We were strolling up the street when we came upon Mr. Tare Russell in his bath chair. He wasn’t real old, Mr. Russell, but there was something the matter with him, and he had to be rolled around town with a blanket over his knees. When he saw us, he yelped, “Jottie Romeyn, you just come over here and let me feast my eyes on you!” Then he waggled his fingers so that his Negro servant would push the bath chair faster. It didn’t seem right; that poor man looked a lot older and feebler than Mr. Russell.

“Tare!” said Jottie. “What brings you here? I’ve never known you to come to the parade before!”

“Civic duty,” said Mr. Russell. “What kind of a person would miss Macedonia’s sesquicentennial parade?”

Jottie grinned. “I’ve been asking myself that very question, Tare, all morning long. How’d you like The Apple Princess and Her Blossoms?”

He didn’t answer. In fact, he almost interrupted her, he spoke so quick. “I thought Felix would be marching with the veterans. But he wasn’t. I didn’t see him.”

“Felix is away on business,” said Jottie.

“He’s been gone all week,” I added helpfully.

“Business,” repeated Mr. Russell, bunching up his mouth. “Well. Felix works like an old mule, doesn’t he?” Suddenly, he swung around and glared at me. “Tell him, when he comes back, not to forget old friends. You just tell your daddy that, would you?” he snapped.

I took a step backward. “Yessir.”

Jottie’s little hand closed around mine. “Of course we will!” she said cheerily. “We’ll tell Felix first thing!”

Mr. Russell waggled his fingers again. “Take me on home,” he barked to his old Negro servant. “You trying to fry me like an egg?”

We watched him go, and Jottie’s hand squeezed mine. “Let’s go window-shopping,” she suggested. “Let’s pretend we’ve each got ten dollars, and we have to spend it this afternoon or we’ll lose it all.”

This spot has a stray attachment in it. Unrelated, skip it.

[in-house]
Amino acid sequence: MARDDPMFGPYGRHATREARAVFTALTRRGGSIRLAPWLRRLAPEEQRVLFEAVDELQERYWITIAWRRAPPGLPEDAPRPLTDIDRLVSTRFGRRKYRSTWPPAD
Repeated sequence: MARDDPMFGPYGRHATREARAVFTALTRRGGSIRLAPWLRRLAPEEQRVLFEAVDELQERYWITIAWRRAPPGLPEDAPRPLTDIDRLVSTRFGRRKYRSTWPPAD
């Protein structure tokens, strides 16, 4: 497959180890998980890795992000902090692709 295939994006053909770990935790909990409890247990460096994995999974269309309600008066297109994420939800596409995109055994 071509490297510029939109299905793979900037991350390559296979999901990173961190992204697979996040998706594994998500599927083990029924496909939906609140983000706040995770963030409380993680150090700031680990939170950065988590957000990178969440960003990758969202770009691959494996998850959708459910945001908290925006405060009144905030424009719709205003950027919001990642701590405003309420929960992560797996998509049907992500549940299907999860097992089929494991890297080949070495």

So we did, and we were wrangling away about whether I could borrow two of her imaginary dollars for a pink silk dress, when we ran up against Marjorie Lanz. She lived down the street from us, and she talked all the time. She started up before we could even see her. “How-you, Jottie?” she shouted from inside Vogel’s Shoes. “Look here at these sandals.” She came out, holding a big yellow shoe. “How’d you like the parade, I thought Elsie looked real pretty, the Rotary could use some new blood, don’t you think? Where’s Mae and Minerva? Oh hi, honey,” she said, catching sight of me. “Aren’t you just cute as a button?”

I was too old to be cute as a button, but I nodded, being polite.

Now she was swinging the shoe back and forth. Mr. Vogel was standing nervously in his doorway, waiting to grab her if she walked away with his sandal. Marjorie gabbled on, “I heard you’re getting yourself a new boarder, Jottie, that’s nice, with all those extra rooms you got.” I shot a look at Jottie. First I’d heard of any new boarder. “Who-all you going to get, Jottie? Hope it’s someone with more starch in him than Tremendous Wilson, I don’t know how you stood that man, is it someone nice?” She paused and looked at Jottie expectantly. So did Mr. Vogel. So did I.

Jottie gazed at Marjorie Lanz for a moment, and then she leaned close. “My new boarder is a representative of the United States government,” she murmured. She looked suspiciously at Mr. Vogel. “That’s all I can say.”

“Ooooh.” Marjorie clutched the sandal tight. “It’s a secret?”

Jottie nodded regretfully, like she wished she could tell more, and turned toward Mr. Vogel. “That’s a nice sandal you have there, Mr. Vogel. Does it come in blue?” He shook his head no. “That’s too bad. Well, Marjorie, Willa and I had better be getting along. We have to clean out that new boarder’s room. The United States government doesn’t like a lot of clutter.” She looked at me. “They like it neat as a pin. Don’t they, Willa?”

Out of pure loyalty, I nodded, and then I waited until we were three storefronts away from Vogel’s Shoes before I asked, “Are we really getting a new boarder?”

“Yes, ma’am,” said Jottie.

“Is he really part of the government?”

She smiled. “No. ’Cause it’s not a he.”

“A lady?”

“Yes. A lady.”

“A lady in the government?”

Jottie raised an eyebrow. “Sounds like you don’t believe a word I said.”

“I do,” I said slowly. “But how come I didn’t know about it?”

She reached out to brush my hair away from my face. “I thought you did know. Didn’t you see me move all those things out of the closet? You were sitting right there on the bed.”